Italian fine dining with a casual air comes to Hudson

Darren D’Altorio

More than pizza and spaghetti

There is not a restaurant shortage in the historic city of Hudson. From fine dining to Mickey D’s, the city has everything necessary to combat hunger.

But Soni Mihaj, general manager of Gusto D’ Italia, thinks his restaurant has something Hudson was missing.

“We were very surprised there was no decent Italian food here,” he said while sitting at a corner table of Gusto D’ Italia’s dimly lit dining room.

In the presence of this perceived void, Gusto D’ Italia was born.

Just past six weeks since opening for business, the dining room was more than half full on a snowy Tuesday night in mid-January. Soft light escaped from the sconces mounted along the dining room walls. Conversation was contained by burgundy drapes, hardwood floors and paintings of rustic countrysides. Couples, families and lone professionals with loose neckties ate and relaxed, seemingly enjoying the mood and the food.

My meal started how every Italian meal should: with bread. The server assistant brought an Italian roll with golden crust and a chewy center, along with an herb-infused butter, to the table. Since this restaurant and I are both Italian, I opted for extra virgin olive oil and balsamic vinegar, which were both conveniently located at the table, to saturate the bread.

Executive Chef Chris Shydlowski provided a “chef’s table” experience for the remainder of the meal. This consisted of scaled-down portions of a variety of food to better sample the different flavors found on the menu.

Shydlowski’s background is in fusion fine dining, which borrows ingredients and techniques from multiple culinary origins and blends them to create cohesive dishes. He said working in one ethnic group is a challenge for him because he gets bored, but he tried to make Gusto’s menu as diverse as possible while staying true to traditional Italian cooking.

Appetizers were the Tuscan shrimp and the crab cake, which is one of Shydlowski’s signature items. Both are priced at $10. The crab cake was not fried, but pan-seared to get the outside crisp, then finished in the oven. It was served with a red pepper aioli. The shrimp were sautéed with white wine and garlic then paired with roasted red peppers and artichoke hearts. Both appetizers had mild flavors. The artichokes paired with the shrimp were a highlight.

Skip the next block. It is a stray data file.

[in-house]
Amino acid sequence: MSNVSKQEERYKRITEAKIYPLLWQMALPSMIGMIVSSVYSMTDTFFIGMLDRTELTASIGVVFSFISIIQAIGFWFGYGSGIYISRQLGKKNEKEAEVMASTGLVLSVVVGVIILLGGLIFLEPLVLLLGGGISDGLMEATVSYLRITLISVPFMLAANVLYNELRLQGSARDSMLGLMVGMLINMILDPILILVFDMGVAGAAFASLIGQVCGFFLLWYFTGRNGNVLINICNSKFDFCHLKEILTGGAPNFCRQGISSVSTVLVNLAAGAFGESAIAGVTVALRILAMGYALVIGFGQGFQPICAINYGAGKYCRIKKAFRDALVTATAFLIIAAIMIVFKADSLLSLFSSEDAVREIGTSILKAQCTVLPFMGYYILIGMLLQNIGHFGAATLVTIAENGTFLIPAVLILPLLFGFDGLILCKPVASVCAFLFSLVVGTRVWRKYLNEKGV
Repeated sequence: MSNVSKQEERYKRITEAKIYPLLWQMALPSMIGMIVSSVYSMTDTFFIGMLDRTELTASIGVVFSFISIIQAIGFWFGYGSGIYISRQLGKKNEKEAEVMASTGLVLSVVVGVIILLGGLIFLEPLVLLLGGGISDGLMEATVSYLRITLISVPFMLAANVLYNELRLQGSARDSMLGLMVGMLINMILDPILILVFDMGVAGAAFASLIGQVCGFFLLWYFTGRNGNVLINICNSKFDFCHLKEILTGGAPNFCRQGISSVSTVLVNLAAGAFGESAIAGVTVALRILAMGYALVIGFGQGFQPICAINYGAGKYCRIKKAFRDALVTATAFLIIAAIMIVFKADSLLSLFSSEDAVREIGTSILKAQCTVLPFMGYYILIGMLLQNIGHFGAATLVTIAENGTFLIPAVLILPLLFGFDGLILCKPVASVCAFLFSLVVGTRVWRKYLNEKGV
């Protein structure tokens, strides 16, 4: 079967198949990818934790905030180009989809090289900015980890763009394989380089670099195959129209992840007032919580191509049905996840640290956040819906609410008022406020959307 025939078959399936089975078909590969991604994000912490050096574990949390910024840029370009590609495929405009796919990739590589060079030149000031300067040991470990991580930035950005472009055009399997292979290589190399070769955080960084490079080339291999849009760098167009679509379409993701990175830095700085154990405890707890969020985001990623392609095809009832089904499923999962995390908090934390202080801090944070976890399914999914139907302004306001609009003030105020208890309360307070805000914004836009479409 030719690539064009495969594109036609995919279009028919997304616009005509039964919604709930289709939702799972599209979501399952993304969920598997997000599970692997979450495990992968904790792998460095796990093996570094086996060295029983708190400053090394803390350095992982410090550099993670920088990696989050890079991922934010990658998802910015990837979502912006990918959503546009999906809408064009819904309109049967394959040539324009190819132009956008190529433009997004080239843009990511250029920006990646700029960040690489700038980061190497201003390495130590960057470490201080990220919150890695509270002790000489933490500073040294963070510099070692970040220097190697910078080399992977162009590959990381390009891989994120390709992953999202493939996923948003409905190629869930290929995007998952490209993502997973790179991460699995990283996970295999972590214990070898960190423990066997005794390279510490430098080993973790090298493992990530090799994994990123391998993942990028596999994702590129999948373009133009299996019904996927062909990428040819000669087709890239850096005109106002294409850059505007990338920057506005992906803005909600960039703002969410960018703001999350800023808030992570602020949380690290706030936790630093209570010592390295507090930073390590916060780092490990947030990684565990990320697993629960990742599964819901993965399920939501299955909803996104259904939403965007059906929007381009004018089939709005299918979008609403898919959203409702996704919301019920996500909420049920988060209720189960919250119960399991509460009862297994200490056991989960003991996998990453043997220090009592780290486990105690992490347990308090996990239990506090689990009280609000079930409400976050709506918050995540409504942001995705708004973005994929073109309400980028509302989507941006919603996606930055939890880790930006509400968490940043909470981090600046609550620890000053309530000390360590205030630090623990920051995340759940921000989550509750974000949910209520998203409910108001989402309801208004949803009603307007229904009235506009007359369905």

Two salads followed — a Caprese and a Mediterranean salad. The Caprese was perfect: thin-sliced, vine-ripened tomatoes layered with fresh mozzarella cheese and covered with olive oil, balsamic vinegar and basil. The flavors of the Caprese were refreshing, while the alternating red and white tower of tomatoes and cheese looked impressive. The Mediterranean was lackluster in comparison. The salty brine of the Kalamata olives and feta cheese overpowered the acetic tart of the lemon vinaigrette dressing.

Shydlowski prepared four scaled-down entrees: veal tenderloin saltimbocca, osso bucco, Gusto D’ Italia macaroni and cheese and frutti di mare.

The mac n’ cheese came first, consisting of fusilli noodles tossed with sautéed chicken and caramelized shallots. The pasta was covered in a Brie and fontina cheese sauce and topped with breadcrumbs. The dish looked like a blank canvas, white on top of white. The flavor was there. A salty, creamy sauce covering chunks of chicken is never a bad thing.

The veal saltimbocca left something to be desired. The veal was slightly overcooked, which could be attributed to the smaller portion size I was served. The roasted potatoes on the side lacked seasoning. The highlight was the sage and port reduction covering the meat. The sauce could be put on anything and juicy flavor would instantly be added.

Next was the frutti di mare, translated fruits of the sea, a traditional dish consisting of pasta tossed with a variety of seafood. This portion came with shrimp, scallops, mussels and clams served over linguini with an herb and tomato pomodoro sauce. It was executed perfectly. The pasta was al dente. The scallops melted in my mouth. The mussels and clams soaked up the flavors of the sauce.

Finally was the osso bucco. osso bucco comes from the calf portion of an animal. This was a veal cut. Just as osso bucco should, the meat easily separated from the bone with the touch of a fork. A delicious red wine demi covered the meat. Paired with it were the bland potatoes, apparently the vegetable of the day, and a saffron and red pepper risotto. The risotto was off. It was either overcooked or not stirred properly while cooking, making it lumpy on the tongue instead of smooth.

The colors of this dish were vibrant, balancing the deep colors of the meat with the starchy white of the risotto. An edible flower was placed atop the dish, giving it height and flair.

Overall, the experience was fine. Being a young restaurant, the execution of the dishes needs to be honed. I do think people will give it a fair chance to stand out as one of the better Italian restaurants in Northeast Ohio, a place that offers more than pizza and spaghetti.

Mihaj said providing quality service is the most important thing to him.

“We’re offering a comfortable, casual, elegant fine-dining experience at a moderate price point,” Mihaj said.

“We’re not a stuck-up fine dining place, our servers will know you by name and offer friendly, great service.”

“There is room for a lot of different tastes here,” Shydlowski said. “We’re not just a special occasion restaurant; there is diversity in the cuisine.”

Contact features reporter Darren D’Altorio at [email protected].